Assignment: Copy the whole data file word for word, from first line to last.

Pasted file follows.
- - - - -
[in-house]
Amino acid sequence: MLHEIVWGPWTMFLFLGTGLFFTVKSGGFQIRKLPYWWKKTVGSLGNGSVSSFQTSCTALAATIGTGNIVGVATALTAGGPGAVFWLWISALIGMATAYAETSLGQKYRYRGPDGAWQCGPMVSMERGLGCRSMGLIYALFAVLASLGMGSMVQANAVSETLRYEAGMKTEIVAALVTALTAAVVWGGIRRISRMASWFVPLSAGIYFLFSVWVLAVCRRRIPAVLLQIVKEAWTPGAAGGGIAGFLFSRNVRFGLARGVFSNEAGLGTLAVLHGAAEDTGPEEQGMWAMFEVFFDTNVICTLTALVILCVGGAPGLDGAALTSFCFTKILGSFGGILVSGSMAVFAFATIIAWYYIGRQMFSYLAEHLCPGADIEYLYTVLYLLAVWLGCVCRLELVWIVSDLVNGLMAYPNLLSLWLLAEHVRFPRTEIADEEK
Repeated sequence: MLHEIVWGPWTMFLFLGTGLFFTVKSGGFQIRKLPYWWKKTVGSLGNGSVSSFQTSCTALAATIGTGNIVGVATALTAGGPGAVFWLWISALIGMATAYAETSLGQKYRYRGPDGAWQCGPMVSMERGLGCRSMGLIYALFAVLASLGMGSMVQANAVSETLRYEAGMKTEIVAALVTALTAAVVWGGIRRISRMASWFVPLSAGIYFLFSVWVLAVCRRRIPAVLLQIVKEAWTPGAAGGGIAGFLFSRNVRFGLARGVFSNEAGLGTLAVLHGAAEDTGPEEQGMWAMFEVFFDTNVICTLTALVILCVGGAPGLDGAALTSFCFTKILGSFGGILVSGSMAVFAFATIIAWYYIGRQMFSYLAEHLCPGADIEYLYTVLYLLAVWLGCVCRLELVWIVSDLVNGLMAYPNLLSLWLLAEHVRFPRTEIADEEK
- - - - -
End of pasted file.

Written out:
[in-house]
Amino acid sequence: MLHEIVWGPWTMFLFLGTGLFFTVKSGGFQIRKLPYWWKKTVGSLGNGSVSSFQTSCTALAATIGTGNIVGVATALTAGGPGAVFWLWISALIGMATAYAETSLGQKYRYRGPDGAWQCGPMVSMERGLGCRSMGLIYALFAVLASLGMGSMVQANAVSETLRYEAGMKTEIVAALVTALTAAVVWGGIRRISRMASWFVPLSAGIYFLFSVWVLAVCRRRIPAVLLQIVKEAWTPGAAGGGIAGFLFSRNVRFGLARGVFSNEAGLGTLAVLHGAAEDTGPEEQGMWAMFEVFFDTNVICTLTALVILCVGGAPGLDGAALTSFCFTKILGSFGGILVSGSMAVFAFATIIAWYYIGRQMFSYLAEHLCPGADIEYLYTVLYLLAVWLGCVCRLELVWIVSDLVNGLMAYPNLLSLWLLAEHVRFPRTEIADEEK
Repeated sequence: MLHEIVWGPWTMFLFLGTGLFFTVKSGGFQIRKLPYWWKKTVGSLGNGSVSSFQTSCTALAATIGTGNIVGVATALTAGGPGAVFWLWISALIGMATAYAETSLGQKYRYRGPDGAWQCGPMVSMERGLGCRSMGLIYALFAVLASLGMGSMVQANAVSETLRYEAGMKTEIVAALVTALTAAVVWGGIRRISRMASWFVPLSAGIYFLFSVWVLAVCRRRIPAVLLQIVKEAWTPGAAGGGIAGFLFSRNVRFGLARGVFSNEAGLGTLAVLHGAAEDTGPEEQGMWAMFEVFFDTNVICTLTALVILCVGGAPGLDGAALTSFCFTKILGSFGGILVSGSMAVFAFATIIAWYYIGRQMFSYLAEHLCPGADIEYLYTVLYLLAVWLGCVCRLELVWIVSDLVNGLMAYPNLLSLWLLAEHVRFPRTEIADEEK